helluvawreck aka Charles

-- If a man does not keep pace with his companions, perhaps it is because he hears a different drummer. Let him step to the music which he hears, however measured or far away. Henry David Thoreau

View Dutchy's profile


1976 posts in 1591 days

#4 posted 04-03-2015 05:04 PM

I have read your hole blog!!! You probbely know that last summer I made a chip carved plate and I liked it. I like it because I can do it sitting in front of my caravan. It gives me rest, doing something with my hands and also relaxing. Before that I bought a Pheil knife but also made two of my own. I think next holyday again I will do some chip carving with is here called fries hout snijwerk ( frisian carving ) I want to make a chip carved wooden shoe

But cutting puppets don’t lures me. That camellia of your however encourages me, so you never know. But I’m afraid there must be bought a lot of tools.

-- My englisch is bad but how is your dutch?

View doubleDD's profile


5067 posts in 1466 days

#5 posted 04-03-2015 05:47 PM

Mike , I had a knife in my hand most of my life doing flooring. Had a few good cuts which should of resulted in going to the hospital, but never did. Although I don’t miss that part of working I am interested in carving some day. I think I would have good control with those carving tools so I will keep this as future enjoyment in woodworking. The guys at the woodcraft store are always trying to sell me some carving tools. Maybe sooner than later. Thanks for this info.

-- Dave, Downers Grove, Il. -------- When you run out of ideas, start building your dreams.

View stefang's profile


15512 posts in 2757 days

#6 posted 04-03-2015 05:51 PM

John I’m so unskilled at this carving work that there will probably be some long pauses between improvements so I hope you don’t get too bored.

Lenny Glad to hear that you are onboard with the online lessons. The clawfoot should be fun to carve. Are you are making a Chippendale chair(s)?

Charles I’ve always wanted to carve, but I think very few people can learn it on their own, so I hope that now with some good instruction I might get it going. I know you are a carver and it would be nice to see some of your work too if you are still doing it.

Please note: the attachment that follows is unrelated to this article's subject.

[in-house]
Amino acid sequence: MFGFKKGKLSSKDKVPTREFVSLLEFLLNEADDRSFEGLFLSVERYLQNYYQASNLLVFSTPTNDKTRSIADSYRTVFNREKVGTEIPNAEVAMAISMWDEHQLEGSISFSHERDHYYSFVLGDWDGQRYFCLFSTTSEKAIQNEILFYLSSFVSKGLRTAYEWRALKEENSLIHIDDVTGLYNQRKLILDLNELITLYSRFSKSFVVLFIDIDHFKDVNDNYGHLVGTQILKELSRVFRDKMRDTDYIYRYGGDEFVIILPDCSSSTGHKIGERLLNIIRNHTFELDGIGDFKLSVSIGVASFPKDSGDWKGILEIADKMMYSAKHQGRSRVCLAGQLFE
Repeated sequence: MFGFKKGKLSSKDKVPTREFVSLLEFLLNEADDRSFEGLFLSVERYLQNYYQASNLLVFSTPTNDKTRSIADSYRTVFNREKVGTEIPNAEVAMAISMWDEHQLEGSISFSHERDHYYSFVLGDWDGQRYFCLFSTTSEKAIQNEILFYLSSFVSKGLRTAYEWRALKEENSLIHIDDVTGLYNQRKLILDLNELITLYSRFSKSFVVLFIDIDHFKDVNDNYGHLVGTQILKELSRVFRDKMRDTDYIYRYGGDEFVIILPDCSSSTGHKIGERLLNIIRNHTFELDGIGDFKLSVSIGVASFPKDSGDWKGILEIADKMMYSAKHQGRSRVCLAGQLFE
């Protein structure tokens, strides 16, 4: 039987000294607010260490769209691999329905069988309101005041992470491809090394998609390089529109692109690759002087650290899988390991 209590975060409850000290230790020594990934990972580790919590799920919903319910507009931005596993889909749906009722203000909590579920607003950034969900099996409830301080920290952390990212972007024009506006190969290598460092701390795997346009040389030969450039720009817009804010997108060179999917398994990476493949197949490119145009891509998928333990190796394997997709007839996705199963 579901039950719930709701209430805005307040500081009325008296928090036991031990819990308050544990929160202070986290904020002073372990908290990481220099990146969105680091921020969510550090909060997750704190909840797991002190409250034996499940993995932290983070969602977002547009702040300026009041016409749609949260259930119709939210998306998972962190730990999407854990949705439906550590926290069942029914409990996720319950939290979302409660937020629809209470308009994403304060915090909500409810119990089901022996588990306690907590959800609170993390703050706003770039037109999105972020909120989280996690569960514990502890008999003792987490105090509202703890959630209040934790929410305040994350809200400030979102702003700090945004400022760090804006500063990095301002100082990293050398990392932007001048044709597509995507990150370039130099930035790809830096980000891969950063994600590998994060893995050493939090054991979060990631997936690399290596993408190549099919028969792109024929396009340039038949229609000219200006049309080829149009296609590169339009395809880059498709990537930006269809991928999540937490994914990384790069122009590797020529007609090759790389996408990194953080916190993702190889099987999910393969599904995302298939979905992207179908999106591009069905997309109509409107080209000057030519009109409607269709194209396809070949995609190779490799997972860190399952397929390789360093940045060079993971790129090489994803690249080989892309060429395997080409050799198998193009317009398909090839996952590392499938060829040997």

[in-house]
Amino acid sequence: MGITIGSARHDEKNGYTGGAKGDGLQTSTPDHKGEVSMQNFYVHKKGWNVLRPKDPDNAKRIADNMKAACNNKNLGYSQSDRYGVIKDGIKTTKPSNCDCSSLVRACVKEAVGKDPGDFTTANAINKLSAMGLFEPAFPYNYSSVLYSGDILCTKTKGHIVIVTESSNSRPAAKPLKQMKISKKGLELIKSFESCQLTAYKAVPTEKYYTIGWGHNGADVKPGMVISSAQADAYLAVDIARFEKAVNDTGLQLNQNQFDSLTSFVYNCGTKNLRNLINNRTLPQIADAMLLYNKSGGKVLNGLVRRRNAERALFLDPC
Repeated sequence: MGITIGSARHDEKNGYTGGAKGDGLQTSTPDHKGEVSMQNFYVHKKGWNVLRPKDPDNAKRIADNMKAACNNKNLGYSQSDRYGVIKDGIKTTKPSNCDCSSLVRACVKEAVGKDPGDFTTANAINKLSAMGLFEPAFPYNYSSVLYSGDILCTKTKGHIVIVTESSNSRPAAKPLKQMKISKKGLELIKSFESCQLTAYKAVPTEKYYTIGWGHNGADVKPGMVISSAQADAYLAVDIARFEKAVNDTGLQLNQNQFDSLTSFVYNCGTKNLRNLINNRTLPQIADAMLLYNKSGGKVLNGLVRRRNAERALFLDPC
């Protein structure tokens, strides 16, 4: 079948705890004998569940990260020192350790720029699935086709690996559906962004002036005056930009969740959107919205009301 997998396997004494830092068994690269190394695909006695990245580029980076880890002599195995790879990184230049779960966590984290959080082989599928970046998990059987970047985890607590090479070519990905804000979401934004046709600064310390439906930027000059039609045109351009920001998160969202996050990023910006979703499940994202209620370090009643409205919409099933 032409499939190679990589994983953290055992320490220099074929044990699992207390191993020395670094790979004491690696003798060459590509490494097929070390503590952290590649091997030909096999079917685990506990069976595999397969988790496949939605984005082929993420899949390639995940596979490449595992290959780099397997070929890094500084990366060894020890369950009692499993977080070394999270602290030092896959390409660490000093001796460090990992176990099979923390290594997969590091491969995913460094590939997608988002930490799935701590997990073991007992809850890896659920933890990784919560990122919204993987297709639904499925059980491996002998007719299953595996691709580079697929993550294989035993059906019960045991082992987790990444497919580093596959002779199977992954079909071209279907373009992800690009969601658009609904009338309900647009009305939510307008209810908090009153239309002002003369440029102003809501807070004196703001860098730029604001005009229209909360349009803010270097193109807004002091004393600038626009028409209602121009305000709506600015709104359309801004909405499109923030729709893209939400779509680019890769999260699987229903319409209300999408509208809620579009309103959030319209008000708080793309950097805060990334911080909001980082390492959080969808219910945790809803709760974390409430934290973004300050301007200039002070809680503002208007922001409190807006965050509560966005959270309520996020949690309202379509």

Jan I just looked at your chip carved plate and it is a beauty! I have done some chip carving in the past and I have to say that your work on that plate is really excellent and it is far far better than anything I ever did. I have looked at your gallery before, but I must have missed that one.

-- Mike, an American living in Norway.

View kiefer's profile


4873 posts in 2089 days

#7 posted 04-03-2015 06:04 PM

You are making big strides Mike and you seem to have talent .
I can shape stuff with a spoke shave and files ,rasps and sanders but carving with a knife is another story .I just don’t have that gift like you .

Happy Easter


-- Kiefer

View stefang's profile


15512 posts in 2757 days

#8 posted 04-03-2015 06:58 PM

Klaus It isn’t a gift, it’s a skill that just about anyone can learn if they want to. You don’t need a lot of tools either. You do need to keep the carving gouges and chisels very sharp though. This is mainly done with a strop or a felt wheel mounted on the lathe or handrail after an initial sharpening. I’m lucky and have a Tormek leather honing wheel to keep mine sharp.

-- Mike, an American living in Norway.

View Brit's profile


6582 posts in 2265 days

#9 posted 04-03-2015 09:40 PM

Chris Pye also has a site with online instruction which might be worth checking out.

-- Andy -- Old Chinese proverb say: "If you think something can't be done, don't interrupt man who is doing it."

View Lenny's profile


1473 posts in 2949 days

#10 posted 04-03-2015 10:00 PM

Mike, I will be making an eighteenth century corner chair. I do not recall if it is considered Queene Anne or Chippendale.

-- On the eighth day God was back in His woodworking shop! Lenny, East Providence, RI

View SPalm's profile


5249 posts in 3304 days

#11 posted 04-03-2015 10:11 PM

Very nice Mike. You got some skills.

I am like Klaus, I can shape but I can’t carve or paint a picture. My Dad could, and we used to have these discussions about skill vs practice. I don’t have any skill, maybe with a zillion hours I could, but I think not.

Anyway, your stuff looks great and it looks like a lot of fun.

-- -- I'm no rocket surgeon

View stefang's profile


15512 posts in 2757 days

#12 posted 04-03-2015 10:21 PM

Andy I have one of his carving books. I’ll have to take another look at it. I got it a few years ago and I haven’t really studied it much.

Lenny I don’t think the Queen Anne style had ball claw feet, they usually have a kind of large spoon foot combined with a cabriole style leg. My guess is that your chair is probably a Chippendale style, and I have seen Chippendale corner chairs. It is a very elegant style. I hope you post it when finished.

-- Mike, an American living in Norway.

View stefang's profile


15512 posts in 2757 days

#13 posted 04-04-2015 11:11 AM

Thanks Steve. I am finding carving to be fascinating and fun now that I have learned a few basic things to get me started thanks to those who have shared their skills.

-- Mike, an American living in Norway.

View Schwieb's profile


1792 posts in 2884 days

#14 posted 04-04-2015 11:20 AM

Hi Mike, You keep wetting my appetite for carving. I will have to check out the Mary May thing. I a little concerned about what I am going to do with myself this summer when my wife and I make a cross country trip in our RV. Keep up the good work.

-- Dr. Ken, Florida - Durch harte arbeit werden Träume wahr.

View Roger's profile


19714 posts in 2226 days

#15 posted 04-04-2015 11:47 AM

You are going full throttle Mike. I really like those grapes on the vine. All your carvings are very good. Keep on chippin away.

-- Roger from KY. Work/Play/Travel Safe. Keep your dust collector fed.